In America, upon landing the pilgrims "Being thus arrived in a good harbor, and brought safe to land, they fell upon their knees, and blessed the God of heaven who had brought them over the vast and furious ocean and delivered them from all the perils and miseries thereof…" [14]

Three days before George Washington took the oath of office as the first president of the United States, Congress passed the following resolution:

Resolved, That after the oath shall have been administered to the President, he, attended by the Vice President and members of the Senate and House of Representatives, shall proceed to St. Paul’s Chapel, to hear divine service. (Annals of Congress, Vol. 1, p. 25, April 27, 1789)

Samuel Provoost (1742–1815), the newly appointed chaplain of the United States Senate and first Episcopal bishop of New York, performed “divine service” at St. Paul’s Chapel on April 30, 1789, immediately following Washington’s inauguration.

In the aftermath of the Civil War and the assassination of Abraham Lincoln, the Rev. John G. Butler, pastor of Luther Place Memorial Church in Washington, D.C., and chaplain of both the U. S. House of Representatives (1865–1875) and the Senate (1886–1893), organized interfaith inaugural prayer meetings in the nation’s capital commencing in 1869. These services continued well into the twentieth century.[15]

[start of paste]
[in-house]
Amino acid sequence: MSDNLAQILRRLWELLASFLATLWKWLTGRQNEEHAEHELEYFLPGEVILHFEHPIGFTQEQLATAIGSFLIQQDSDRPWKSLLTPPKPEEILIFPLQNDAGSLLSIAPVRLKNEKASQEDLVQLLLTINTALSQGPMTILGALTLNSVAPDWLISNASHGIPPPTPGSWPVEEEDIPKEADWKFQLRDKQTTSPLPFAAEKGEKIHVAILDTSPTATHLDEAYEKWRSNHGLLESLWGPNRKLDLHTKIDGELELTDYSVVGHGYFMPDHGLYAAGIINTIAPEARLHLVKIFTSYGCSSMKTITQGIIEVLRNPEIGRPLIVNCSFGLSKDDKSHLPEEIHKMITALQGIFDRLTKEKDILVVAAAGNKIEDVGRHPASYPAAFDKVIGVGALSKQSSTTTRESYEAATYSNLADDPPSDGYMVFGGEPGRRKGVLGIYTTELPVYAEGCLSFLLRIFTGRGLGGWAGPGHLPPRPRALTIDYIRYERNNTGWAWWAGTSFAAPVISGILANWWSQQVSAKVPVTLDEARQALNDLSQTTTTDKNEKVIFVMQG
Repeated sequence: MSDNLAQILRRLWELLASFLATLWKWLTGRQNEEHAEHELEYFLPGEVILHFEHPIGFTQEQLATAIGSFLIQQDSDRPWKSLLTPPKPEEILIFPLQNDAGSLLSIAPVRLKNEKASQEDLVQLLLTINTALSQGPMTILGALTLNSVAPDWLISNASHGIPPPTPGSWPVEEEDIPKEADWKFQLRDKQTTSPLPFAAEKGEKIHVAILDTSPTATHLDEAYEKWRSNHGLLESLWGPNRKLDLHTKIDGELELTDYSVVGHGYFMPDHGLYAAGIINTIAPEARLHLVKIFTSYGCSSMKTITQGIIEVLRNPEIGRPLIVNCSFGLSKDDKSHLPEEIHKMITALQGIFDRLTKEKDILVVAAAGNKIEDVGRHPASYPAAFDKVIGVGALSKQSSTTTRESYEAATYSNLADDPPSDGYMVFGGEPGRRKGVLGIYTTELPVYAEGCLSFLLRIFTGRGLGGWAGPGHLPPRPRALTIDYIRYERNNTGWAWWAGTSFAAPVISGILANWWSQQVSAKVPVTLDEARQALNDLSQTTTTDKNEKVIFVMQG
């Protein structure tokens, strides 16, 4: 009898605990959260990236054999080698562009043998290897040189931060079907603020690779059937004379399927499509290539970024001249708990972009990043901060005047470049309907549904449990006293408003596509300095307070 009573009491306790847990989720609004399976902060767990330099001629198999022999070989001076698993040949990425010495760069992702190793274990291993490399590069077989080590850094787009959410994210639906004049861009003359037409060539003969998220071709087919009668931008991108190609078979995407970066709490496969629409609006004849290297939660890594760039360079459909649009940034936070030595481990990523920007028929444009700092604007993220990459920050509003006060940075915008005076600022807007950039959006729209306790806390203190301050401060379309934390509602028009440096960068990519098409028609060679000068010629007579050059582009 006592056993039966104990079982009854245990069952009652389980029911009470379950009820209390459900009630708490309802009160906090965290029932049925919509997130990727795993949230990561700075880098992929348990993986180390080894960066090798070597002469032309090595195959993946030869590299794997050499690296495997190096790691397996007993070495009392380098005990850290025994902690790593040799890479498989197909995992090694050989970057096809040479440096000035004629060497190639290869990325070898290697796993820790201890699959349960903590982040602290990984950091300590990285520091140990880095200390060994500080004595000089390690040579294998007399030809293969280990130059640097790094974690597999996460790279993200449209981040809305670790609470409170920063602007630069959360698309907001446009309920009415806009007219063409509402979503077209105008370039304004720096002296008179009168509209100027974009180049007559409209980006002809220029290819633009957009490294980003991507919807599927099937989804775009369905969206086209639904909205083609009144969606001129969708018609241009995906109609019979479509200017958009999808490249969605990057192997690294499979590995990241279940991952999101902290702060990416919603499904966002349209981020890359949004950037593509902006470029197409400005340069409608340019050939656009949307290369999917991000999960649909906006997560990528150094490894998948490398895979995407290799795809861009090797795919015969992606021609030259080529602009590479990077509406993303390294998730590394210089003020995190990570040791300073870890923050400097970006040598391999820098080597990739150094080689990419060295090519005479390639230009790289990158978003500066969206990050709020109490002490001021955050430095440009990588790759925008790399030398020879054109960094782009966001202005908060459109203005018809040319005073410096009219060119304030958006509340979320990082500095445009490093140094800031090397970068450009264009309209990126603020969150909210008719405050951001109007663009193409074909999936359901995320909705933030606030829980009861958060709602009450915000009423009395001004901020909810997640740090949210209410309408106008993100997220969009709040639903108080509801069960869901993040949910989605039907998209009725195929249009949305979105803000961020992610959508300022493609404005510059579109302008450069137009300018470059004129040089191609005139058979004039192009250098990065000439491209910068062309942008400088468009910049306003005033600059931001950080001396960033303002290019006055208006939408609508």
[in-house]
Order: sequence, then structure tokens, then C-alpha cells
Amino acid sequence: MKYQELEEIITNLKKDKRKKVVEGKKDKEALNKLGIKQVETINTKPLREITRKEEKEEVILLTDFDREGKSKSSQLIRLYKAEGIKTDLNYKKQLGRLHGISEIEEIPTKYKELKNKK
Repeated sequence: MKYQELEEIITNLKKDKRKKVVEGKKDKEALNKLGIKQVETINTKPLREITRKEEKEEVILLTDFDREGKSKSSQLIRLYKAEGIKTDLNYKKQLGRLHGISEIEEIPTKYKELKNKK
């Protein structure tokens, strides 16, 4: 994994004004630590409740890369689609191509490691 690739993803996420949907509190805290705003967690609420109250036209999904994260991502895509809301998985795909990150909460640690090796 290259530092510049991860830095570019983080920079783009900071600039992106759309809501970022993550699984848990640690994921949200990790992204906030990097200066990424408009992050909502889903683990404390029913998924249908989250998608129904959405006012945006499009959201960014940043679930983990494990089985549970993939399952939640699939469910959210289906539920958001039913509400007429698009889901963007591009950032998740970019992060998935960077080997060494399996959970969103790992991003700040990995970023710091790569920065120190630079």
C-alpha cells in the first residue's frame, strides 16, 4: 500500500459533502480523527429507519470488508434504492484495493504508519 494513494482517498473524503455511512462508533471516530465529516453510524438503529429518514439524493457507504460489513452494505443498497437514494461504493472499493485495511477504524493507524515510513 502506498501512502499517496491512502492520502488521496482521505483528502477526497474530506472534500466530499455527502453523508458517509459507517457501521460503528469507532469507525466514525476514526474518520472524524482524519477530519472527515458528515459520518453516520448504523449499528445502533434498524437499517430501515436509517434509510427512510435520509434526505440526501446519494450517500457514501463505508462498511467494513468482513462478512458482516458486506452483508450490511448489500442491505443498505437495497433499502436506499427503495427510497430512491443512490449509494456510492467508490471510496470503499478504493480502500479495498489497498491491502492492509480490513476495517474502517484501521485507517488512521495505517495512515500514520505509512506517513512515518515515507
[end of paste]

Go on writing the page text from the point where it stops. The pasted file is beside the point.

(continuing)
In America, prayer and worship services have regularly been part of Inauguration Day activities.[16]

Prayers by American Presidents

In September 1789, Congress asked President George Washington to “recommend to the people of the United States a day of public thanksgiving and prayer to be observed by acknowledging, with grateful hearts, the many signal favors of Almighty God, especially by affording them an opportunity peaceably to establish a Constitution of government for their safety and happiness.”

Washington complied, and in early October sent a proclamation to the governors of the states.The proclamation asked the governors to make Thursday, November 26 a day of Thanksgiving, saying:

Whereas it is the duty of all Nations to acknowledge the providence of Almighty God, to obey his will, to be grateful for his benefits, and humbly to implore his protection and favor--and whereas both Houses of Congress have by their joint Committee requested me “to recommend to the People of the United States a day of public thanksgiving and prayer to be observed by acknowledging with grateful hearts the many signal favors of Almighty God especially by affording them an opportunity peaceably to establish a form of government for their safety and happiness.”